From March 1st
Governments and the mainstream media have created a myth: if you go to jail, you must be a bad person. During my stay here, I found the opposite to be true. Most of the guys on my current range are good-hearted and amicable individuals. Some of them have made mistakes and some of them are drug addicts who need treatment, but the majority of inmates here are victims of unjust socioeconomic conditions. If the war on drugs ended tomorrow and if poverty was properly addressed by society, these jails would empty out overnight.
My current cellmate, Rick, is a 65 year old Buddhist who has been in and out of jail his whole life. He has over sixty convictions, mostly related to drug use and distribution. He is in jail now on charges related to an unarmed bank robbery. I like doing time with him because he spends most of his time reading – an activity I also enjoy immensely. He tells me that jail has only exacerbated his criminality, quite the opposite of correcting it. He is a heroin addict and also suffers from Alzheimers disease. Most of his crimes occurred to fund his drug habit. He is an ideal candidate for treatment and jail has only worsened his life. He’s probably one of the kindest and most harmless people I’ve met in or out of jail.
I’ve noticed myself developing a comradery with the other prisoners here. There is an unspoken understanding that we are struggling together through an unjust experience. One of the most interesting and likable characters here is a Somalian guy, Ali. He has been targeted, along with others, around the Rob Ford drug scandal and was a target of ‘Project Traveler’. When news arrived there was a video of the Toronto mayor smoking crack, police agencies from various provinces launched a major investigation into the source of the drugs. Ali shared the story of how a SWAT team raided his family’s house with machine guns traumatizing and injuring his relatives, and then giving him the beating of his lifetime. He has been in this jail for over eight months now. He is soft-spoke and well educated – a completely different character being portrayed by the media. He expresses frustration at a system that intends to convict him before he has even had a chance to see the evidence against him.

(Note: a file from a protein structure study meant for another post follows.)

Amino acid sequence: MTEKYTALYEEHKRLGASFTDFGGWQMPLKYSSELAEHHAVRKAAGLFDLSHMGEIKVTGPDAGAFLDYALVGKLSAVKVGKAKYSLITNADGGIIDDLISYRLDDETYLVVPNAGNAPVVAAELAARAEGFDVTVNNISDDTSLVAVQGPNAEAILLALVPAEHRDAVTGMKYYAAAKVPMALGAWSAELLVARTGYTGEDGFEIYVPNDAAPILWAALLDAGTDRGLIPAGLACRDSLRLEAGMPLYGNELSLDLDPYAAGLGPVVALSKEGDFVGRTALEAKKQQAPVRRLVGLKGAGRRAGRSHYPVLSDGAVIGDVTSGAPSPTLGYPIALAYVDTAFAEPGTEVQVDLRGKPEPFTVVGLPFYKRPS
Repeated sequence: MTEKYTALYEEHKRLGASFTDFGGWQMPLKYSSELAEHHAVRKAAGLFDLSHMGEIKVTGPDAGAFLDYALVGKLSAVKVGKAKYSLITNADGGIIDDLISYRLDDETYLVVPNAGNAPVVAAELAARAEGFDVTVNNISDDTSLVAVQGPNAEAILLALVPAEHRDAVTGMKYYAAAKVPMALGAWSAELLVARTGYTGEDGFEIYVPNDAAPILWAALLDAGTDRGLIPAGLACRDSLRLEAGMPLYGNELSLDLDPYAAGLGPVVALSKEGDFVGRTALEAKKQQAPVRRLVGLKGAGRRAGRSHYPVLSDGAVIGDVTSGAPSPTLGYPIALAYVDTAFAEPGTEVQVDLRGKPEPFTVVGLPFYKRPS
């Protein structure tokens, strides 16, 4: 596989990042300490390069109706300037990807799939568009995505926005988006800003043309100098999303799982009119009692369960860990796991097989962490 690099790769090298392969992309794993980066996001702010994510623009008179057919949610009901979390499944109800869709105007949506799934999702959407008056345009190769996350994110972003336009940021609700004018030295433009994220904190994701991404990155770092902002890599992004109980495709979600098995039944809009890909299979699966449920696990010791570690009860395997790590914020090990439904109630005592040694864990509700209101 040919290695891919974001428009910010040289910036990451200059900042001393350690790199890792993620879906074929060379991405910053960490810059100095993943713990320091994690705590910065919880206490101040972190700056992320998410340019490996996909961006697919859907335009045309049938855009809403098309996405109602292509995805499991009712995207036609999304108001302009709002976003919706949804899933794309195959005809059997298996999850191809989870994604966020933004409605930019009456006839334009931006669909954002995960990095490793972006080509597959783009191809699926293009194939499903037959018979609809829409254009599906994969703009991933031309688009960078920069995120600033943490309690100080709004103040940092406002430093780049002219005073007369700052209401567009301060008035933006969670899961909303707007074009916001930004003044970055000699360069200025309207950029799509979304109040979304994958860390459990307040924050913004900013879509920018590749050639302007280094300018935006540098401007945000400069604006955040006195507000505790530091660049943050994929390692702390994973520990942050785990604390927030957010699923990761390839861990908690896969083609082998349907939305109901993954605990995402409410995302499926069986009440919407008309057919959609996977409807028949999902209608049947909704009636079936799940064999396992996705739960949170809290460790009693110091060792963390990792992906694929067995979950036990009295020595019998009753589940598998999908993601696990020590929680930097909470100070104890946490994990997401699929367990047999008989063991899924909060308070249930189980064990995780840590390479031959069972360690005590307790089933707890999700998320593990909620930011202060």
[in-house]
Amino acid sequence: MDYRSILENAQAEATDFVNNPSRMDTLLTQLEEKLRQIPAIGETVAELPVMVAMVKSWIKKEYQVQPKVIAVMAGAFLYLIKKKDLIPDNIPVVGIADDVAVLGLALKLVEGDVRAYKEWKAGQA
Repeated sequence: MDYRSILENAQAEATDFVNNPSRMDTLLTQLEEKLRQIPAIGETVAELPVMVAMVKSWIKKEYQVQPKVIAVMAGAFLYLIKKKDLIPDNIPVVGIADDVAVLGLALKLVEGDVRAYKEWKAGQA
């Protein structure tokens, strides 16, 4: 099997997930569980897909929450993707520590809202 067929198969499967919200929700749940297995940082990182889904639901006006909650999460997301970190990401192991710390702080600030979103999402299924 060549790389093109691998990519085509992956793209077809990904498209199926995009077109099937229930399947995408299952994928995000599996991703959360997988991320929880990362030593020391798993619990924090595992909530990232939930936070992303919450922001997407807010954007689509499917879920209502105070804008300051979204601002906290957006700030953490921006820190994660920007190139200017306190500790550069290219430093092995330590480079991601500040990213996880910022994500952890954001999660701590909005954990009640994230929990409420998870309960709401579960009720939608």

Jaimie is 43 years old. He has AIDS, Hepatitis C, and is hypoglycemic. Previously, he spent a few months in a cell Alex Hundert. He is constantly asking other people in here for juice crystals (packets of sweetener for our water) to balance his low blood sugar. He says he’s been in and out of jail for years. When he gets out, he has nothing and often feels the pressure to survive… ultimately resulting in him being charged with dozens of crimes. He then sits in jail for six months to a year, and the charges inevitably get dropped. When he gets out, the cycle repeats. His situation is urgent and he needs the basics: food, housing, and medical care. I told him I don’t believe there is much I can do for him other than get his story out. If you are compelled to help him by sending a letter, or more, his name is Jaimie Simpson and he is at the Toronto West Detention Center.